ADS  Article  Google Scholar 

  21. Sun, S. et al. Nuclear motion driven ultrafast photodissociative charge transfer of the penna cation: an experimental and computational study. J. Phys. Chem. A 121, 1442–1447 (2017).

    Article  Google Scholar 

  22. Vacher, M., Bearpark, M. J., Robb, M. A. & Malhado, J. P. Electron dynamics upon ionization of polyatomic molecules: coupling to quantum nuclear motion and decoherence. Phys. Rev. Lett. 118, 083001 (2017).

    ADS  Article  Google Scholar 

  23. Goulielmakis, E. et al. Real-time observation of valence electron motion. Nature 466, 739–743 (2010).

    ADS  Article  Google Scholar 

  24. Timmers, H. et al. Disentangling conical intersection and coherent molecular dynamics in methyl bromide with attosecond transient absorption spectroscopy. Nat. Commun. 10, 3133 (2019).

    ADS  Article  Google Scholar 

  25. Kobayashi, Y., Chang, K. F., Zeng, T., Neumark, D. M. & Leone, S. R. Direct mapping of curve-crossing dynamics in IBr by attosecond transient absorption spectroscopy. Science 365, 79–83 (2019).

    ADS  Article  Google Scholar 

  26. Kraus, P. M. et al. High-harmonic probing of electronic coherence in dynamically aligned molecules. Phys. Rev. Lett. 111, 243005 (2013).

    ADS  Article  Google Scholar 

  27. Walt, S. G. et al. Dynamics of valence-shell electrons and nuclei probed by strong-field holography and rescattering. Nat. Commun. 8, 15651 (2017).

    ADS  Article  Google Scholar 

  28. Dutoi, A. D. & Cederbaum, L. S. An excited electron avoiding a positive charge. J. Phys. Chem. Lett. 2, 2300–2303 (2011).

    Article  Google Scholar 

  29. Neidel, C. et al. Probing time-dependent molecular dipoles on the attosecond time scale. Phys. Rev. Lett. 111, 033001 (2013).

    ADS  Article  Google Scholar 

  30. Ott, C. et al. Reconstruction and control of a time-dependent two-electron wave packet. Nature 516, 374–378 (2014).

    ADS  Article  Google Scholar 

  31. Kowalewski, M., Bennett, K., Dorfman, K. E. & Mukamel, S. Catching conical intersections in the act: monitoring transient electronic coherences by attosecond stimulated X-ray Raman signals. Phys. Rev. Lett. 115, 193003 (2015).

    ADS  Article  Google Scholar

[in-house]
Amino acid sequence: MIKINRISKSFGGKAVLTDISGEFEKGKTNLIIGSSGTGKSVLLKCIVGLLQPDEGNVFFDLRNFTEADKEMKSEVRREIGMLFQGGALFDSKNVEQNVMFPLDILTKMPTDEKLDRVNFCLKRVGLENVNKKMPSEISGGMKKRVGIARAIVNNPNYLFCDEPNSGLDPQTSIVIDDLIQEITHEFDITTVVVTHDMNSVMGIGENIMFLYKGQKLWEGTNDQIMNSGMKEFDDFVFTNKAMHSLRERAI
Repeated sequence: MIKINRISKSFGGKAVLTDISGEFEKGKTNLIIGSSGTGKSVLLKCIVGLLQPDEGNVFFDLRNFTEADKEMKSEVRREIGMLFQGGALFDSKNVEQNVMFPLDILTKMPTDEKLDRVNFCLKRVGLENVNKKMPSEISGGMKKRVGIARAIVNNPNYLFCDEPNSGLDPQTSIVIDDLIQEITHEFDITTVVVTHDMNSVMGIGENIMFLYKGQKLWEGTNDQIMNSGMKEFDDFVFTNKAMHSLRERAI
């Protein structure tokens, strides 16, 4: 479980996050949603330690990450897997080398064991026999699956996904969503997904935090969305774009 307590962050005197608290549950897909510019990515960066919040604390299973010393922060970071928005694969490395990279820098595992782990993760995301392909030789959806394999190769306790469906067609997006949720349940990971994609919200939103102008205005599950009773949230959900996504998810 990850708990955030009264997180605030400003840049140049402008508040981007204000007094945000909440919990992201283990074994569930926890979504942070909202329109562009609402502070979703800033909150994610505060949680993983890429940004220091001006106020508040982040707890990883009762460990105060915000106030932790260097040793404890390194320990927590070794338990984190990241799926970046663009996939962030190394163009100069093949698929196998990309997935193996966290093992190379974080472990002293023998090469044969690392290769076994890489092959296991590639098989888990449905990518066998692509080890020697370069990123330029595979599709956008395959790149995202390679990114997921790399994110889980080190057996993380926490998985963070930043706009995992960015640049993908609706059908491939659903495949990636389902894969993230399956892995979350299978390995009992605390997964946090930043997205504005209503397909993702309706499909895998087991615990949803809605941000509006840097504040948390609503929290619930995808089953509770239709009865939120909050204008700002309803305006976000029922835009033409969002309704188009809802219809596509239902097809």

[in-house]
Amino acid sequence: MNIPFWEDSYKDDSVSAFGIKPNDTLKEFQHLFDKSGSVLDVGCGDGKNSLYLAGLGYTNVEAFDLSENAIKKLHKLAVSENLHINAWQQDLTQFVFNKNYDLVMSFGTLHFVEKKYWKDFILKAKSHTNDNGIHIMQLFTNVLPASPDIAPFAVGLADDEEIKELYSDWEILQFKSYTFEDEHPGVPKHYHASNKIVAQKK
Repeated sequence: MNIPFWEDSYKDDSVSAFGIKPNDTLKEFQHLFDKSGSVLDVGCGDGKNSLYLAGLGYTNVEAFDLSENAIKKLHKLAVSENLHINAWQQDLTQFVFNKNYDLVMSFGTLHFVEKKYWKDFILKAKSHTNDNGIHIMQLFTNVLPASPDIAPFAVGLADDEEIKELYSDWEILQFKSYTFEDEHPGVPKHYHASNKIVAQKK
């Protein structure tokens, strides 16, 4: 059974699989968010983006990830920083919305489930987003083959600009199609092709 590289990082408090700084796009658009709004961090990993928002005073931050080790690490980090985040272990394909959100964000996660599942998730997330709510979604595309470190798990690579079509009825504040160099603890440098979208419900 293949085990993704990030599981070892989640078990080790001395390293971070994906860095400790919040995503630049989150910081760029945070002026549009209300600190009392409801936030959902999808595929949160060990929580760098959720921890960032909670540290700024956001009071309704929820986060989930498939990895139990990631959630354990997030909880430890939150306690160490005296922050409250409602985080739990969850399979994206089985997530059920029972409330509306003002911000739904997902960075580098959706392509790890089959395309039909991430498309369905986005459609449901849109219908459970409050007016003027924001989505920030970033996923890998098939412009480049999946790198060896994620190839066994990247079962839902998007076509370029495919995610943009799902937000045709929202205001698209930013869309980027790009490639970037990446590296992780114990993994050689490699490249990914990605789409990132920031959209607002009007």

32. Keefer, D., Schnappinger, T., de Vivie-Riedle, R. & Mukamel, S. Visualizing conical intersection passages via vibronic coherence maps generated by stimulated ultrafast X-ray Raman signals. Proc. Natl. Acad. Sci. USA 117, 24069–24075 (2020).

    ADS  Article  Google Scholar 

  33. Huppert, M., Jordan, I. & Wörner, H. J. Attosecond beamline with actively stabilized and spatially separated beam paths. Rev. Sci. Instrum. 86, 123106 (2015).

    ADS  Article  Google Scholar 

  34. Tachikawa, H. A full dimensional ab initio direct trajectory study on the ionization dynamics of SiH4. Phys. Chem. Chem. Phys. 4, 1135–1140 (2002).

    Article  Google Scholar 

  35. Püttner, R., Domke, M., Lentz, D. & Kaindl, G. Si 2p photoabsorption in SiH4 and SiD4: molecular distortion in core-excited silane. Phys. Rev. A 56, 1228–1239 (1997).

    ADS  Article  Google Scholar 

  36. Golubev, N. V., Vaníček, J. & Kuleff, A. I. Core-valence attosecond transient absorption spectroscopy of polyatomic molecules. Phys. Rev. Lett. 127, 123001 (2021).

    ADS  Article  Google Scholar 

  37. Meyer, H.-D., Manthe, U. & Cederbaum, L. S. The multi-configurational time-dependent Hartree approach. Chem. Phys. Lett. 165, 73–78 (1990).

    ADS  Article  Google Scholar 

  38. Meyer, H.-D., Gatti, F. & Worth, G. A. Multidimensional Quantum Dynamics: MCTDH Theory and Applications (Wiley, 2009).

  39. Köppel, H., Domcke, W. & Cederbaum, L. S. Multimode molecular dynamics beyond the Born–Oppenheimer approximation. Adv. Chem. Phys. 57, 59–246 (1984).

    Google Scholar 

  40. Pabst, S., Lein, M. & Wörner, H. J. Preparing attosecond coherences by strong-field ionization. Phys. Rev. A 93, 023412 (2016).

    ADS  Article  Google Scholar 

  41. Pabst, S., Greenman, L., Ho, P. J., Mazziotti, D. A. & Santra, R. Decoherence in attosecond photoionization. Phys. Rev. Lett. 106, 053003 (2011).

    ADS  Article  Google Scholar 

  42. Arnold, C. et al. Molecular electronic decoherence following attosecond photoionisation. J. Phys. B At. Mol. Opt. Phys. 53, 164006 (2020).

    ADS  Article  Google Scholar 

  43. Golubev, N. V., Begušić, T. & Vaníček, J. On-the-fly ab initio semiclassical evaluation of electronic coherences in polyatomic molecules reveals a simple mechanism of decoherence. Phys. Rev. Lett. 125, 083001 (2020).

    ADS  Article  Google Scholar 

  44. Fiete, G. A. & Heller, E. J. Semiclassical theory of coherence and decoherence. Phys. Rev. A 68, 022112 (2003).

    ADS  Article  Google Scholar 

  45. Yuan, G. et al. The role of transition dipole phase in atomic attosecond transient absorption from the multi-level model. Struct. Dyn. 6, 054102 (2019).

    Article  Google Scholar 

  46. Kobayashi, Y., Neumark, D. M. & Leone, S. R. Theoretical analysis of the role of complex transition dipole phase in XUV transient-absorption probing of charge migration. Opt. Express 30, 5673–5682 (2022).

    ADS  Article  Google Scholar 

  47. Kling, M. F., von den Hoff, P., Znakovskaya, I. & de Vivie-Riedle, R. (Sub-)femtosecond control of molecular reactions via tailoring the electric field of light. Phys. Chem. Chem. Phys. 15, 9448–9467 (2013).

    Article  Google Scholar 

  48. Golubev, N. V. & Kuleff, A. I. Control of charge migration in molecules by ultrashort laser pulses. Phys. Rev. A 91, 051401 (2015).

    ADS  Article  Google Scholar 

  49. Cooper, G., Burton, G. R., W. F., C. & Brion, C. Absolute oscillator strengths for the photoabsorption of silane in the valence and Si 2p and 2s regions (7.5–350 eV). Chem. Phys. 196, 293–306 (1995).

    Article  Google Scholar 

  50. Jarque, E. C. et al. Universal route to optimal few- to single-cycle pulse generation in hollow-core fiber compressors. Sci. Rep. 8, 2256 (2018).

    ADS  Article  Google Scholar